rainbow icon Same-Sex Couples Marry in New Jersey

All the blubs forever:
Seven same-sex couples were married en masse in Newark on Monday morning, minutes after New Jersey officially became the 14th state in the US to allow gay marriage.

Newark mayor [and senator-elect] Cory Booker officiated at the ceremonies, describing it as "one of the greatest privileges" of his life in one of his last acts in office.

..."Do you wish to join in marriage?" Booker asked Joseph Panessidi and Orville Bell, both 65, who were first in line to be married. Both Panessidi and Bell answered in the affirmative.

"And I wish to join you," Booker said. "Not in the marriage," he added quickly, as laughter flowed up toward the ornate ceiling.

...Gabriela Celeiro, 34, and Liz Salerno, 38, were the fourth couple to be married by the soon-to-be ex-mayor and praised him for his support. The couple met in New York five years ago, they said.

"It was love the minute we got this close to each other," Salerno said, using her hands to approximate a distance of about six inches. "We could not separate at that point. We just had to be together."

Salerno said it felt different to be married. "I feel like I'm an actual human being, and I'm respected to the same level as others are. There's still going to be challenges. Not everyone wants to see us together and let us be together, but at least when you have the leaders of a state, that trickles down and makes it more acceptable."
And from Reuters, care of Shaker KJC:
"Tonight we have crossed a barrier," Booker told the newly-weds and their families and friends. "While you all have fallen into love, the truth is the state of New Jersey has risen to love."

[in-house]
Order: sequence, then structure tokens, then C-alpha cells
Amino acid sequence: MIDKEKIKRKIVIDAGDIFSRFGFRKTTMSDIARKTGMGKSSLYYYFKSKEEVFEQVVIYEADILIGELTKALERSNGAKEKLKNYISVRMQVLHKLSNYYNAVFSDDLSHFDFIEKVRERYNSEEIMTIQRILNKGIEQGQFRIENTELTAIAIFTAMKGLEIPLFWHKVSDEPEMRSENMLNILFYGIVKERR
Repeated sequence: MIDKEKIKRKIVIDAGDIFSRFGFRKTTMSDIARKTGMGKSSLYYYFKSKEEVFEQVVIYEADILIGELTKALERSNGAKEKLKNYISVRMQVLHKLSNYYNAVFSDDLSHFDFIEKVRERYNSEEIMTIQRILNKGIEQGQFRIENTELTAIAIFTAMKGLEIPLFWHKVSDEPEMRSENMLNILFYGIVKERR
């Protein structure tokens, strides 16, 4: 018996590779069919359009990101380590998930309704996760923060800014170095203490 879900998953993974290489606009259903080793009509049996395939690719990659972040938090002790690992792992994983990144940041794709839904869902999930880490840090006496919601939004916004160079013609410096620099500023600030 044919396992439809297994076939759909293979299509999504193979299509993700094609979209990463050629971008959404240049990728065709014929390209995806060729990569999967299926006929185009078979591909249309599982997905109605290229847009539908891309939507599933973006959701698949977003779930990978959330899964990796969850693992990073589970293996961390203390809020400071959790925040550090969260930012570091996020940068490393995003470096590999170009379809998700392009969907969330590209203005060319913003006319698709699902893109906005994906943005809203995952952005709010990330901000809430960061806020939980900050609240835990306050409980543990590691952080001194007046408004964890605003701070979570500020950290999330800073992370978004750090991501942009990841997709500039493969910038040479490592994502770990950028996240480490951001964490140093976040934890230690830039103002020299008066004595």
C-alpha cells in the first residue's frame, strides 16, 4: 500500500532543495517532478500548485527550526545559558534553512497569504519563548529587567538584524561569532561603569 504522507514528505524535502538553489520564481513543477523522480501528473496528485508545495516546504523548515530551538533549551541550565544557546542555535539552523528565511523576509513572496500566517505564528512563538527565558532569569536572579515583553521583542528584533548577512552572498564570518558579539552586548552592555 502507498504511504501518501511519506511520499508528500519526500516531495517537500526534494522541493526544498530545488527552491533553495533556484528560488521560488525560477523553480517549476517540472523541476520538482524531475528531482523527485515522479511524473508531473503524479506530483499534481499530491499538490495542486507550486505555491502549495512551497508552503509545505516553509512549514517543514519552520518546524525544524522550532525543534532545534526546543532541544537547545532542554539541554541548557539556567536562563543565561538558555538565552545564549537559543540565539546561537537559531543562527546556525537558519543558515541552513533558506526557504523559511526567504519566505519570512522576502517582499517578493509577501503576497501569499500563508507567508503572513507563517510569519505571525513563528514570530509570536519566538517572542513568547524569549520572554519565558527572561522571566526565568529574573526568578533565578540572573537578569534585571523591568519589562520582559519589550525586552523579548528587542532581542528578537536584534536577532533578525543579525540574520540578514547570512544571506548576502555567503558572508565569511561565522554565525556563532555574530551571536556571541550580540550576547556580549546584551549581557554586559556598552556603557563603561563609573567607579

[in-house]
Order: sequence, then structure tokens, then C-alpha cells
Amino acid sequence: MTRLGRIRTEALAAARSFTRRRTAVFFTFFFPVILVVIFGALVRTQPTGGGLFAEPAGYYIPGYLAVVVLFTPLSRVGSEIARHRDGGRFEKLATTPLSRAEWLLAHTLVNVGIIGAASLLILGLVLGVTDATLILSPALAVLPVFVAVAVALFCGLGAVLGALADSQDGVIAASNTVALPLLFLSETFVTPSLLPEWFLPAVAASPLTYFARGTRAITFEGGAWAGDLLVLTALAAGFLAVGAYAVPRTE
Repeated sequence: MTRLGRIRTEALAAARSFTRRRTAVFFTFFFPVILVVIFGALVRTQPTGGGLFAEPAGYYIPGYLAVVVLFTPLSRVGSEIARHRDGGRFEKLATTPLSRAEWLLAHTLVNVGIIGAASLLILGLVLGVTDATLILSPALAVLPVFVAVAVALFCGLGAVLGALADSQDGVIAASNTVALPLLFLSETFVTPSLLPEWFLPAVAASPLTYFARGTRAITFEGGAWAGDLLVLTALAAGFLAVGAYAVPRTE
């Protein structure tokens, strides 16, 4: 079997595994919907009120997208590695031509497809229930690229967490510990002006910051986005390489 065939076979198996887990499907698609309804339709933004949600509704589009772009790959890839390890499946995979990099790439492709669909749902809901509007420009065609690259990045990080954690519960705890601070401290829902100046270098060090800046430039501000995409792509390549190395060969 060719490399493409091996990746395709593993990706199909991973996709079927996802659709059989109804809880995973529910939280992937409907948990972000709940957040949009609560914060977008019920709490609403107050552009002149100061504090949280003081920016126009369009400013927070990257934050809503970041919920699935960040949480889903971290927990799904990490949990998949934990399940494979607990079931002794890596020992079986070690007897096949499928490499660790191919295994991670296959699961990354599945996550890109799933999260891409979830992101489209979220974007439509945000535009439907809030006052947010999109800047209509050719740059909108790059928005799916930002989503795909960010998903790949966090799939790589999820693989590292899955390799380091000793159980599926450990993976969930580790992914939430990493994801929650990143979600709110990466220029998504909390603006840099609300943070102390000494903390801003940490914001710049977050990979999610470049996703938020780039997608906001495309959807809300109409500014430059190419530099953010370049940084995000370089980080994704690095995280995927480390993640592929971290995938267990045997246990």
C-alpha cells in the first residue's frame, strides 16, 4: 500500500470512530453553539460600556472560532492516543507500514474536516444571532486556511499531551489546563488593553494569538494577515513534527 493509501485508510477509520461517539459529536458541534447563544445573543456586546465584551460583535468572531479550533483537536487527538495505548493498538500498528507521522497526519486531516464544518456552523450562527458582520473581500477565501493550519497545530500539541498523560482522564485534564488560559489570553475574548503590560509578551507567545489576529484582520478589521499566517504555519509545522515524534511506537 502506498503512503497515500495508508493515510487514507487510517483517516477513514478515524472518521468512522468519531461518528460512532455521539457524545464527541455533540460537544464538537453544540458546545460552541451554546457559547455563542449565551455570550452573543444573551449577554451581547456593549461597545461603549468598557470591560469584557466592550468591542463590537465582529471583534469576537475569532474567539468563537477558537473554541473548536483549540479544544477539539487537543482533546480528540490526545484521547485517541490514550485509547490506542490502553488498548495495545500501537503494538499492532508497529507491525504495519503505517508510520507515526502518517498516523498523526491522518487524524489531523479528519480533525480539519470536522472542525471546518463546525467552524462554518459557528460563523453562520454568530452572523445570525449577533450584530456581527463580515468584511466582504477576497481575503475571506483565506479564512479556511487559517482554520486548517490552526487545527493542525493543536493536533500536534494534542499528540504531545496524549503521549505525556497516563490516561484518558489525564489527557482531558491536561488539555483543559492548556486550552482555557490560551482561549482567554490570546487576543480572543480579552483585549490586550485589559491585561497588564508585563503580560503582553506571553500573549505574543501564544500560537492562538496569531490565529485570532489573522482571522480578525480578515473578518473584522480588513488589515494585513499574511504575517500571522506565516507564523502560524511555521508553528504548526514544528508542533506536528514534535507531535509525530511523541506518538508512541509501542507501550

Jenelle Torres, 42, and her long-time partner, Lydia Torres, 44, were among the first to marry. They had previously obtained a license in New York but were eager to wed in their home state.

"It's monumental. I'm so thankful and humbled," said Torres. "I'm just so proud to be a part of this. A part of history," she said.

... "This has been a long time coming," said Hoboken resident Allen Kratz, who plans to marry his partner of 28 years, Paul Somerville, at a private ceremony on Thursday.

The couple was legally wed in Oregon in 2004, but the Oregon Supreme Court nullified gay marriage a year later.

"We are very excited that now, finally, we get to marry," Kratz said. "I know some political leaders think it's too soon. But civil rights always come too soon for those in a position of power and never soon enough for those who have been denied life, liberty, and the pursuit of happiness."
Emphases mine.

Congratulations to all the happy couples. ♥ ♥ ♥

[Note: Marriage equality is part of an ongoing process of changing a systemically homophobic culture. It does not mark the endpoint of discrimination against people with same-sex partners. It is important to lots and lots of LGB people, and not particularly important to others, and there is room for multiple viewpoints in this space. However, this particular thread is for celebrating. Yay!]

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